Another thing about city living is that the majority of us have no choice but to settle with the most economic option for housing, and in Singapore, that is HDB. But just because you have a HDB flat, doesn’t mean it has to be boring. We have all heard the saying “When life gives you lemons, make lemonade out of it.” Naturally, when life gives you HDB flats, you ought to make an edgy home out of it. And the good news is, you can with the trendy HDB interior designs available today.
Why should you spend time, effort and money turning your home into something that can actually sweep you off your own feet? When you wholeheartedly enjoy your own home, not only does it do wonderful things to your mood, it might also save you some money by keeping you home more! At some point in life, we all know that one person who choose to rent the cheapest housing option and spend all his time out and about, only using his “home” for sleeping. This ends up making the city living a lot more expensive, and the mentality of “Can’t relax at home because I don’t like it at all.” can get a little stressful with time.
This is really an investment for your own happiness and future savings in disguise!
Can my tiny HDB flat really be turned into something edgy?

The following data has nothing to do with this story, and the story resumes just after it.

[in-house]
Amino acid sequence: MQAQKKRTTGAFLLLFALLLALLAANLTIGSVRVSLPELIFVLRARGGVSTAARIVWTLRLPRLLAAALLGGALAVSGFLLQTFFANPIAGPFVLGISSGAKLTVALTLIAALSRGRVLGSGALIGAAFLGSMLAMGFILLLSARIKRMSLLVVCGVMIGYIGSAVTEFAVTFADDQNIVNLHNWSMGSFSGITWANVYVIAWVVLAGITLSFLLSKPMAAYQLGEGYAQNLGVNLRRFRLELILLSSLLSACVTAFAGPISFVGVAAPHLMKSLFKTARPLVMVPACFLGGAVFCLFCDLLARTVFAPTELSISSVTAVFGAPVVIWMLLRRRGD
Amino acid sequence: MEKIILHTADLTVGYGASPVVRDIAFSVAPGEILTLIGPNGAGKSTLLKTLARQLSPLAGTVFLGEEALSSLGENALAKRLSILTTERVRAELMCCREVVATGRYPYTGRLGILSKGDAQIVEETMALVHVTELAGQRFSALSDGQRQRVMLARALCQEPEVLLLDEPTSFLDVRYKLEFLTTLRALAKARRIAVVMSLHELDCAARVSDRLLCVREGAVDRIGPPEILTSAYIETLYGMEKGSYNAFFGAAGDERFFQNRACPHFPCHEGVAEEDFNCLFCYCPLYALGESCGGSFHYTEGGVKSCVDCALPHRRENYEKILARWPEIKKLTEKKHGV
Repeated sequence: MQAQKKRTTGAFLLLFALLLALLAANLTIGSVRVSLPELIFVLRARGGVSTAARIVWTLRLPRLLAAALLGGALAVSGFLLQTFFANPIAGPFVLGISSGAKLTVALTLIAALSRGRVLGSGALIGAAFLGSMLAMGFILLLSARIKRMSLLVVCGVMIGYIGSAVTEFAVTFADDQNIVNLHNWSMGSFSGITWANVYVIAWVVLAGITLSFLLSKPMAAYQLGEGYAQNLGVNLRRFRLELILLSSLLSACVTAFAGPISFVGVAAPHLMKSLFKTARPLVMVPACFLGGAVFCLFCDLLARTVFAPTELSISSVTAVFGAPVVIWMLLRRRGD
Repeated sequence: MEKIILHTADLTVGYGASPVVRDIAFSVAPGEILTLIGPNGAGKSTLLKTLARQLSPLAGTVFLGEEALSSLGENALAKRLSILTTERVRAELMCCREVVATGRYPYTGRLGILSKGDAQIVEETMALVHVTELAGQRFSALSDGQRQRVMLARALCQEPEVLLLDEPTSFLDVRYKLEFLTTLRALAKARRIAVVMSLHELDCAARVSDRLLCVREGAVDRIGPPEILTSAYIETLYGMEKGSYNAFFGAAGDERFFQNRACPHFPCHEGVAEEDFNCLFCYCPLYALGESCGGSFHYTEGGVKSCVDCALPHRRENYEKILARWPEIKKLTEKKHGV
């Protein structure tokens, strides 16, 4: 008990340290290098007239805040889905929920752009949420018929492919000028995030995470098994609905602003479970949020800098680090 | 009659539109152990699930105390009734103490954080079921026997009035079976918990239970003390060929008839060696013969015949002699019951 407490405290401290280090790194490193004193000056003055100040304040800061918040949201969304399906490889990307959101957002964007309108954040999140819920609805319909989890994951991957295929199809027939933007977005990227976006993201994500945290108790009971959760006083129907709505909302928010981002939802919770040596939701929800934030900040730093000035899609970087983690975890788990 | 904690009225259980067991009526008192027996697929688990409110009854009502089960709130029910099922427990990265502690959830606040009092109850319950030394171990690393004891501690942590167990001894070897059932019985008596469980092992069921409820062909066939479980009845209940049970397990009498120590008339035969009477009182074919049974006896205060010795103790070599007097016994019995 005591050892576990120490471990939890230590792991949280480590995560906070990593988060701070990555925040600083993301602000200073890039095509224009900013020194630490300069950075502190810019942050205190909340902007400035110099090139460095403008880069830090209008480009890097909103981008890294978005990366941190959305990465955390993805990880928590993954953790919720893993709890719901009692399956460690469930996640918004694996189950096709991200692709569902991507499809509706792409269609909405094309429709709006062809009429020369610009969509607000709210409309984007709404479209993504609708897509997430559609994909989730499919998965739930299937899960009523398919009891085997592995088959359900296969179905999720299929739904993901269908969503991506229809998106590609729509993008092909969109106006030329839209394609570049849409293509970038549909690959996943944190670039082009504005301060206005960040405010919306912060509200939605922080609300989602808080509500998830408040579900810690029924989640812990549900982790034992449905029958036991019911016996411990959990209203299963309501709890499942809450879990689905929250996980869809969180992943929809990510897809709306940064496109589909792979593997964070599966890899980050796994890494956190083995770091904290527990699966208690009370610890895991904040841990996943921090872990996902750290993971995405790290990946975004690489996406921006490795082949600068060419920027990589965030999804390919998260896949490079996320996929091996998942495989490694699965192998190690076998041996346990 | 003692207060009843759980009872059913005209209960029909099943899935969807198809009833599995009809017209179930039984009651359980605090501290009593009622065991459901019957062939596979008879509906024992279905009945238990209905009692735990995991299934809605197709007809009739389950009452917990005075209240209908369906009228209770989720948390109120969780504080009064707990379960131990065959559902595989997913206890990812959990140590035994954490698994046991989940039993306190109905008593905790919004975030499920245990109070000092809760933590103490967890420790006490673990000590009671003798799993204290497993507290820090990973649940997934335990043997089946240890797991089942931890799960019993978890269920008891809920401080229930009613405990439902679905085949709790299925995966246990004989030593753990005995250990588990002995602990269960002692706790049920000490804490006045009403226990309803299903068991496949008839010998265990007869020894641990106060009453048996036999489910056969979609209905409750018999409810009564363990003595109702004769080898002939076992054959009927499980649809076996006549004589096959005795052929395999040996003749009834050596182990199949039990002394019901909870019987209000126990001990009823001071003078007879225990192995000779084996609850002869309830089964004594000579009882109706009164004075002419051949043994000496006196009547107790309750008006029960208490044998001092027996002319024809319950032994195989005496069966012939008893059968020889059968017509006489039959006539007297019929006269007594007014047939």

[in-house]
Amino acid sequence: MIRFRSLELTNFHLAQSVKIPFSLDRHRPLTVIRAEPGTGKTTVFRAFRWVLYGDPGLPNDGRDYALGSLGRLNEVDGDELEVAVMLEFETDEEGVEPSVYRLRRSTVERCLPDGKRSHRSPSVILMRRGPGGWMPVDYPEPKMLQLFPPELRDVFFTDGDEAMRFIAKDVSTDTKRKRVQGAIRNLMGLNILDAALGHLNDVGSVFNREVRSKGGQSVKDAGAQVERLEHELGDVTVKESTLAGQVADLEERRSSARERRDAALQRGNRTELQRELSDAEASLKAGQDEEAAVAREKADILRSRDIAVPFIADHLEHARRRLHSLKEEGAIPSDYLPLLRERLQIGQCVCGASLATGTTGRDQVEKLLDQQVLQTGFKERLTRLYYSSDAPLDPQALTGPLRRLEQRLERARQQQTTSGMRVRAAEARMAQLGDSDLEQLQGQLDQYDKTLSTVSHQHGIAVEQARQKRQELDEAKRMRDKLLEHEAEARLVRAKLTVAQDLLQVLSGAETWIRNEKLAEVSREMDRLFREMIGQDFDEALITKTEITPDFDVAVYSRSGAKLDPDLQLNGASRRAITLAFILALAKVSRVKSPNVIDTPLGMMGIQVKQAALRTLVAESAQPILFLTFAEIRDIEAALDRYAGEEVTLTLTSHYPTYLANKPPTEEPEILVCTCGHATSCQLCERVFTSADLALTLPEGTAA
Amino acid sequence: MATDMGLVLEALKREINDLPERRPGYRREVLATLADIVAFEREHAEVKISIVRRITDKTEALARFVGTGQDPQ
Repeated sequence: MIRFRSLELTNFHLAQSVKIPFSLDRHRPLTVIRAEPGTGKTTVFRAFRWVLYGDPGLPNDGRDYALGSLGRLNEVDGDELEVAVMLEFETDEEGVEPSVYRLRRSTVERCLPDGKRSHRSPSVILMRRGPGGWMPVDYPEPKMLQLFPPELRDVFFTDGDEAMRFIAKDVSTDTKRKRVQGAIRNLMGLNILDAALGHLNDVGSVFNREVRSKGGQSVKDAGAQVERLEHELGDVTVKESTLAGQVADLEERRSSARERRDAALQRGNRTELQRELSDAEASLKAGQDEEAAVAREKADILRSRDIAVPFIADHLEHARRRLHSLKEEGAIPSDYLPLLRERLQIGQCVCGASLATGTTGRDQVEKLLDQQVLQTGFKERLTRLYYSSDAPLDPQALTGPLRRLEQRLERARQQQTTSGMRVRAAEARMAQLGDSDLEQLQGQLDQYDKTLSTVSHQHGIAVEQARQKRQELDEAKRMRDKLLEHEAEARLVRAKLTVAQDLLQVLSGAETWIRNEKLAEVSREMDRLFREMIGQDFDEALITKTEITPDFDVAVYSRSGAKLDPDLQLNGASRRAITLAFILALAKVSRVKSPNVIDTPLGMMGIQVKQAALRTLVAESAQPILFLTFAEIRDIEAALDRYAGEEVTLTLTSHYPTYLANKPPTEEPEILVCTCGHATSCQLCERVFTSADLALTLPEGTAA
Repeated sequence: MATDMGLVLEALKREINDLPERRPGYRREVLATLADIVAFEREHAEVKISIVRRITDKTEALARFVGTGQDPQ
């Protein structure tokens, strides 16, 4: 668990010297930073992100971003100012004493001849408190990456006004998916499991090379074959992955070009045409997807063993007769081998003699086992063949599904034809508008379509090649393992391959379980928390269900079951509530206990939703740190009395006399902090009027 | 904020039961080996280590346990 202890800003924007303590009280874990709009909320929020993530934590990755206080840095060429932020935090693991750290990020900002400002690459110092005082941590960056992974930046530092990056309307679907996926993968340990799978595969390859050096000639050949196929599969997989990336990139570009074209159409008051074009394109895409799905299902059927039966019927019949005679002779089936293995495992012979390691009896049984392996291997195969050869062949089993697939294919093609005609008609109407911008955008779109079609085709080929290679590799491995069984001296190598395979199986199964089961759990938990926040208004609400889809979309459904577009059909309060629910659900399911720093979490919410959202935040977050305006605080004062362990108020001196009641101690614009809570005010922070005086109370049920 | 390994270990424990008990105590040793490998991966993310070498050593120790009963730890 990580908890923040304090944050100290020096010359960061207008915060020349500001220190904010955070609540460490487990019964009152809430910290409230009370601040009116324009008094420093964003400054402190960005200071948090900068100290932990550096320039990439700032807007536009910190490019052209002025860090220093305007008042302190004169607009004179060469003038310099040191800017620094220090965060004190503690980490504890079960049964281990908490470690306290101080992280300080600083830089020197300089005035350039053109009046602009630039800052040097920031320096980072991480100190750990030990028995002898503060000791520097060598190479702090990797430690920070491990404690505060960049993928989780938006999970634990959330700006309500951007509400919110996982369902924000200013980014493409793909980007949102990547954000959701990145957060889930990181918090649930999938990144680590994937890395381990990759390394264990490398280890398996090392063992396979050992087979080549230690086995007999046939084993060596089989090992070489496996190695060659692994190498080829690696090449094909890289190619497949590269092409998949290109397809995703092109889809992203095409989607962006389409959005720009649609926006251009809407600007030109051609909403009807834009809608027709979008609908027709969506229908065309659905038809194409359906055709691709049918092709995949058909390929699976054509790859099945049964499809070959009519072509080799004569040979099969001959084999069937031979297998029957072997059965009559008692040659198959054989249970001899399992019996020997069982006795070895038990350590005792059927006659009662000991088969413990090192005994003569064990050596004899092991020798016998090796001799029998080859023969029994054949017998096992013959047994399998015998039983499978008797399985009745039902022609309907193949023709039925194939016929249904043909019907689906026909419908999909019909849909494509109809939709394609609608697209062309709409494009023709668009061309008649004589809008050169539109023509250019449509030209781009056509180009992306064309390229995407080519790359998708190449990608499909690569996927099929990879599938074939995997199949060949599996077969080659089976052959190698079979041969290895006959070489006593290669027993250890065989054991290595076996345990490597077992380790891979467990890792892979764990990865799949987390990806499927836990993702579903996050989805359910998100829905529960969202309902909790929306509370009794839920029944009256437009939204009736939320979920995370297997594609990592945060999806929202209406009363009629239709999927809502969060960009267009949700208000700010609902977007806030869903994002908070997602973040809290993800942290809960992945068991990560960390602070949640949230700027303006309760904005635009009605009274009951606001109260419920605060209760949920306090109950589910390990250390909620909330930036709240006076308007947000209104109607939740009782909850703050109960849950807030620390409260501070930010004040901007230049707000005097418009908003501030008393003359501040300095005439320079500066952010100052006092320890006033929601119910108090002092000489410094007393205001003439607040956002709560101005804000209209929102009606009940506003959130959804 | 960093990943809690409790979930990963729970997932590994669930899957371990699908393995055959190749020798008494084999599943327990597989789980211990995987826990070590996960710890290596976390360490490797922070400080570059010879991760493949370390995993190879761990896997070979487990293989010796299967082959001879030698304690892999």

The limited living space is something people all around the world (in big cities) have been struggling with, and when there’s a problem, there’s a solution. The most common solution for this particular situation is Minimalist Design.
What is Minimalist Design?
Lwdwig Mies van de Rohe, who is widely acknowledged as one of the 20th century’s greatest architects, famously said that “Less is more” as a precept for minimalist design and architecture. The key characteristics include the frequent use of steel and plate glass, reduction of structural frameworks, and lots of open space. Contrary to what people might think, minimal designs are more common in high fashion and the luxurious homes, the open space implies that the own can and does afford space, and the message of “I don’t need to show off everything I have, because I have everything.” , an example is high fashion stores, there are usually very few racks in the store, and a lot more open space when you compare it to the supermarket clothing section.
Wait, but how is minimalist design going to work on my tiny HDB?